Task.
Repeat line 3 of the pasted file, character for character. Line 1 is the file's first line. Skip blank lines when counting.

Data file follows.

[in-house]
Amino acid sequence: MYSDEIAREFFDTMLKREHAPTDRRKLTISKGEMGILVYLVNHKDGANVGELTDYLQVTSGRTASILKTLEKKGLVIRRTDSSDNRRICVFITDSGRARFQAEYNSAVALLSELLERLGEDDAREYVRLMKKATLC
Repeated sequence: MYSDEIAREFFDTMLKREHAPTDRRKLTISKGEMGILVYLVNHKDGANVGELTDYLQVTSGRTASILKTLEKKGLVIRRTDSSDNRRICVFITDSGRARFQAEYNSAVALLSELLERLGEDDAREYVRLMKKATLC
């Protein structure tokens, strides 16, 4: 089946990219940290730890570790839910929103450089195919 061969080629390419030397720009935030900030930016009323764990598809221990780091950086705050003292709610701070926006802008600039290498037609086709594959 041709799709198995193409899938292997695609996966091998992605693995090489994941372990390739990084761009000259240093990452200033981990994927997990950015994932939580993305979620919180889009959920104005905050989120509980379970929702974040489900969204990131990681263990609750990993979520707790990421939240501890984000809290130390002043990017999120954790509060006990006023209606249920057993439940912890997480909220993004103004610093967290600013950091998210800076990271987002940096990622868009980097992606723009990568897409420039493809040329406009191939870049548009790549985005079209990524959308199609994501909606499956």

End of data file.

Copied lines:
Repeated sequence: MYSDEIAREFFDTMLKREHAPTDRRKLTISKGEMGILVYLVNHKDGANVGELTDYLQVTSGRTASILKTLEKKGLVIRRTDSSDNRRICVFITDSGRARFQAEYNSAVALLSELLERLGEDDAREYVRLMKKATLC